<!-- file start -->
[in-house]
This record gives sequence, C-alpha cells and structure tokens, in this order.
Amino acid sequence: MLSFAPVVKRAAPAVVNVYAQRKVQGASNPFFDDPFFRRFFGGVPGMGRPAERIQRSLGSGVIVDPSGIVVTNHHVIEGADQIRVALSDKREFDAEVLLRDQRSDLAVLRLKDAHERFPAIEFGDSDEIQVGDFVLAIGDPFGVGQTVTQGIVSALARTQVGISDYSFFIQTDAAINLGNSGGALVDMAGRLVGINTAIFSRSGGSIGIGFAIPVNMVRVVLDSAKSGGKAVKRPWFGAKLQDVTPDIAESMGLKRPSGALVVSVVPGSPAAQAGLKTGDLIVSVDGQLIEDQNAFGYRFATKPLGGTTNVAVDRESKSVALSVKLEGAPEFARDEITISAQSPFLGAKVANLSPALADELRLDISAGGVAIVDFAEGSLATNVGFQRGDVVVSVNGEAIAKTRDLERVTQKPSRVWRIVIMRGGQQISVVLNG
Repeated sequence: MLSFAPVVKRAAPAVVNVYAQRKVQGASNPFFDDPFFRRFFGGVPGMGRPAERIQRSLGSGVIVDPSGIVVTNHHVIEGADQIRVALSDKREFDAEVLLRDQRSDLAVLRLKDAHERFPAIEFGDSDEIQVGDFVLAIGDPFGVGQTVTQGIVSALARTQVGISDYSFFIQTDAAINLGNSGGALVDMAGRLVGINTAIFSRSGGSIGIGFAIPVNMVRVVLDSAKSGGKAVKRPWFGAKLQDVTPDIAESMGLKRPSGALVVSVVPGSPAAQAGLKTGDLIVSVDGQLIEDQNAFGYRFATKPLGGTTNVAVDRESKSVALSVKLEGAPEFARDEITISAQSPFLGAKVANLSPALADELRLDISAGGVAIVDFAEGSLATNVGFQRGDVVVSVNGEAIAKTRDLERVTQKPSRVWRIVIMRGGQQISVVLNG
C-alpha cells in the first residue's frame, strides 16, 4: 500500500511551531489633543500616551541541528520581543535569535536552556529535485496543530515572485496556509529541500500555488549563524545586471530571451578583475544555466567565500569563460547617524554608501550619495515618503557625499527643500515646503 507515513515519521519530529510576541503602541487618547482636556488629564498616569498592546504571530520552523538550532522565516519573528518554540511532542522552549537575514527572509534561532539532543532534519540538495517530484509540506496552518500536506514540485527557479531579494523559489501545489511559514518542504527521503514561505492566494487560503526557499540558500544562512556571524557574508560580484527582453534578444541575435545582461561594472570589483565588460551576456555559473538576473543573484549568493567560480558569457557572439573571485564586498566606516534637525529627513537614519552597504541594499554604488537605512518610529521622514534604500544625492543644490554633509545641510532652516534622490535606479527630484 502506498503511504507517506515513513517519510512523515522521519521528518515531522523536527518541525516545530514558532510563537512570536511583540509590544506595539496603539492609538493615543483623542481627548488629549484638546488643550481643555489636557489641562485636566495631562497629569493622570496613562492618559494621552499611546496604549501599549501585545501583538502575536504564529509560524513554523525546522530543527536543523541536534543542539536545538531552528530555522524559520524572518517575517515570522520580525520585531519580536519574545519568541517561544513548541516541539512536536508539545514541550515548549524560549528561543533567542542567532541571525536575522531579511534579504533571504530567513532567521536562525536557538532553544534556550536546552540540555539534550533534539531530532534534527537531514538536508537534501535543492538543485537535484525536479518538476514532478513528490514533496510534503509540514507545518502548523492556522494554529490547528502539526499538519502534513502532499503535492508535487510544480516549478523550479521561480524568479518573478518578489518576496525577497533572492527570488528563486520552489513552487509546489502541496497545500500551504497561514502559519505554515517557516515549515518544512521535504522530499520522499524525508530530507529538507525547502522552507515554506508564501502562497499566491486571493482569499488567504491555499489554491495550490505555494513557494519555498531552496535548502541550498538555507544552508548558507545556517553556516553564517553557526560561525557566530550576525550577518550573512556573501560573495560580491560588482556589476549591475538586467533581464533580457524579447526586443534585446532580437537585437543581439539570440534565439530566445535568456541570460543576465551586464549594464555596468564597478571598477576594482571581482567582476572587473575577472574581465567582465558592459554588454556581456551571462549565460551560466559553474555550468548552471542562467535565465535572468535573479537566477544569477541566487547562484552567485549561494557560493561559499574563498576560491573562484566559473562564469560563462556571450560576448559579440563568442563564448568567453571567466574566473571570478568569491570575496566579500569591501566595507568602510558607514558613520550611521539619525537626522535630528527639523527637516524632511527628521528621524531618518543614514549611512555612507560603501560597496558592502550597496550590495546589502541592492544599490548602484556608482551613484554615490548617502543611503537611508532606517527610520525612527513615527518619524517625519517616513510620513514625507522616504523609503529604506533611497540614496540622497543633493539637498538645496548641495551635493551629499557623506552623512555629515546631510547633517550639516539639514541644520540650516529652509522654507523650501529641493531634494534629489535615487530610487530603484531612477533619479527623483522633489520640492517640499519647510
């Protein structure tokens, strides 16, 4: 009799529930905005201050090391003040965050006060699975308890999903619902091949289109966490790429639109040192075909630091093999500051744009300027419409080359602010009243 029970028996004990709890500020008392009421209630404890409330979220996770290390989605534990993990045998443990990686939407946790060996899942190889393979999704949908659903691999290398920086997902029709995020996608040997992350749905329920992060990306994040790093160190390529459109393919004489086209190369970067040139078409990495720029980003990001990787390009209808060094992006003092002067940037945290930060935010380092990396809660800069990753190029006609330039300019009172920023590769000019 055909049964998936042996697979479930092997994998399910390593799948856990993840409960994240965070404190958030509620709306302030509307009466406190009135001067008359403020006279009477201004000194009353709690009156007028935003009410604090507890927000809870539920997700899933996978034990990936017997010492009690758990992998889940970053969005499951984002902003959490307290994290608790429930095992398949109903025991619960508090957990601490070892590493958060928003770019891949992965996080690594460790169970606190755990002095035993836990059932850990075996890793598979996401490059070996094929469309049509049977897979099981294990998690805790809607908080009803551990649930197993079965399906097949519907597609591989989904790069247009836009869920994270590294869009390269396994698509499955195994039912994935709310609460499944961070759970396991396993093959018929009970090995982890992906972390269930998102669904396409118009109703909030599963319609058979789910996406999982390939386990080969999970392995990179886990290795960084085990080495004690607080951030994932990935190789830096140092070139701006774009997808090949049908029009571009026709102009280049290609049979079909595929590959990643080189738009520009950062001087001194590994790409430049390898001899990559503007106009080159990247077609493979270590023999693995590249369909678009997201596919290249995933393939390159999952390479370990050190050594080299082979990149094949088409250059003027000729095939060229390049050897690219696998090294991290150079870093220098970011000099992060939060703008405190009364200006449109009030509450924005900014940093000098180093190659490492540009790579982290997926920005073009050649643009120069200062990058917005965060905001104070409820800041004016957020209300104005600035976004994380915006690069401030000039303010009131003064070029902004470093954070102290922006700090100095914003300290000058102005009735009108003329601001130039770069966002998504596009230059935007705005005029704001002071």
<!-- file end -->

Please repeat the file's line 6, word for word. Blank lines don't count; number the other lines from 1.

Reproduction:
């Protein structure tokens, strides 16, 4: 009799529930905005201050090391003040965050006060699975308890999903619902091949289109966490790429639109040192075909630091093999500051744009300027419409080359602010009243 029970028996004990709890500020008392009421209630404890409330979220996770290390989605534990993990045998443990990686939407946790060996899942190889393979999704949908659903691999290398920086997902029709995020996608040997992350749905329920992060990306994040790093160190390529459109393919004489086209190369970067040139078409990495720029980003990001990787390009209808060094992006003092002067940037945290930060935010380092990396809660800069990753190029006609330039300019009172920023590769000019 055909049964998936042996697979479930092997994998399910390593799948856990993840409960994240965070404190958030509620709306302030509307009466406190009135001067008359403020006279009477201004000194009353709690009156007028935003009410604090507890927000809870539920997700899933996978034990990936017997010492009690758990992998889940970053969005499951984002902003959490307290994290608790429930095992398949109903025991619960508090957990601490070892590493958060928003770019891949992965996080690594460790169970606190755990002095035993836990059932850990075996890793598979996401490059070996094929469309049509049977897979099981294990998690805790809607908080009803551990649930197993079965399906097949519907597609591989989904790069247009836009869920994270590294869009390269396994698509499955195994039912994935709310609460499944961070759970396991396993093959018929009970090995982890992906972390269930998102669904396409118009109703909030599963319609058979789910996406999982390939386990080969999970392995990179886990290795960084085990080495004690607080951030994932990935190789830096140092070139701006774009997808090949049908029009571009026709102009280049290609049979079909595929590959990643080189738009520009950062001087001194590994790409430049390898001899990559503007106009080159990247077609493979270590023999693995590249369909678009997201596919290249995933393939390159999952390479370990050190050594080299082979990149094949088409250059003027000729095939060229390049050897690219696998090294991290150079870093220098970011000099992060939060703008405190009364200006449109009030509450924005900014940093000098180093190659490492540009790579982290997926920005073009050649643009120069200062990058917005965060905001104070409820800041004016957020209300104005600035976004994380915006690069401030000039303010009131003064070029902004470093954070102290922006700090100095914003300290000058102005009735009108003329601001130039770069966002998504596009230059935007705005005029704001002071």